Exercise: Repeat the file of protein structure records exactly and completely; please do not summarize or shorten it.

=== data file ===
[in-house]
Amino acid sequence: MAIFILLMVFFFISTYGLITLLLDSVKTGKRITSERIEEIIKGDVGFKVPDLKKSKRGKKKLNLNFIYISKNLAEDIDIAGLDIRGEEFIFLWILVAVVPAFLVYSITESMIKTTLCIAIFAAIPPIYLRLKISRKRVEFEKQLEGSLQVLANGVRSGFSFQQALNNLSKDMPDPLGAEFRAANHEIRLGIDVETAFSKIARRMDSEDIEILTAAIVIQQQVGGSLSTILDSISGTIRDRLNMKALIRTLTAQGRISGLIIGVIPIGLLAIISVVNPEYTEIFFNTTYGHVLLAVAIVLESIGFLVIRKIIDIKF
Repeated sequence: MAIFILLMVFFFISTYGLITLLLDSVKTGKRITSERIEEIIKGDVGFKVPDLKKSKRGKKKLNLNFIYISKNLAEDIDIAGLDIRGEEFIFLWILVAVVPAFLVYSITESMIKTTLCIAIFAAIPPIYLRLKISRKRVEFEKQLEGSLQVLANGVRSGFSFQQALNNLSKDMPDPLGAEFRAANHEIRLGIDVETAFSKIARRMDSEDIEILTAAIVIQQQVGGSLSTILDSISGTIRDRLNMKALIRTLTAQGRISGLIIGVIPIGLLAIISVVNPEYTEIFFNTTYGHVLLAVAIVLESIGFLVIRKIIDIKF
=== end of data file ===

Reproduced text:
[in-house]
Amino acid sequence: MAIFILLMVFFFISTYGLITLLLDSVKTGKRITSERIEEIIKGDVGFKVPDLKKSKRGKKKLNLNFIYISKNLAEDIDIAGLDIRGEEFIFLWILVAVVPAFLVYSITESMIKTTLCIAIFAAIPPIYLRLKISRKRVEFEKQLEGSLQVLANGVRSGFSFQQALNNLSKDMPDPLGAEFRAANHEIRLGIDVETAFSKIARRMDSEDIEILTAAIVIQQQVGGSLSTILDSISGTIRDRLNMKALIRTLTAQGRISGLIIGVIPIGLLAIISVVNPEYTEIFFNTTYGHVLLAVAIVLESIGFLVIRKIIDIKF
Repeated sequence: MAIFILLMVFFFISTYGLITLLLDSVKTGKRITSERIEEIIKGDVGFKVPDLKKSKRGKKKLNLNFIYISKNLAEDIDIAGLDIRGEEFIFLWILVAVVPAFLVYSITESMIKTTLCIAIFAAIPPIYLRLKISRKRVEFEKQLEGSLQVLANGVRSGFSFQQALNNLSKDMPDPLGAEFRAANHEIRLGIDVETAFSKIARRMDSEDIEILTAAIVIQQQVGGSLSTILDSISGTIRDRLNMKALIRTLTAQGRISGLIIGVIPIGLLAIISVVNPEYTEIFFNTTYGHVLLAVAIVLESIGFLVIRKIIDIKF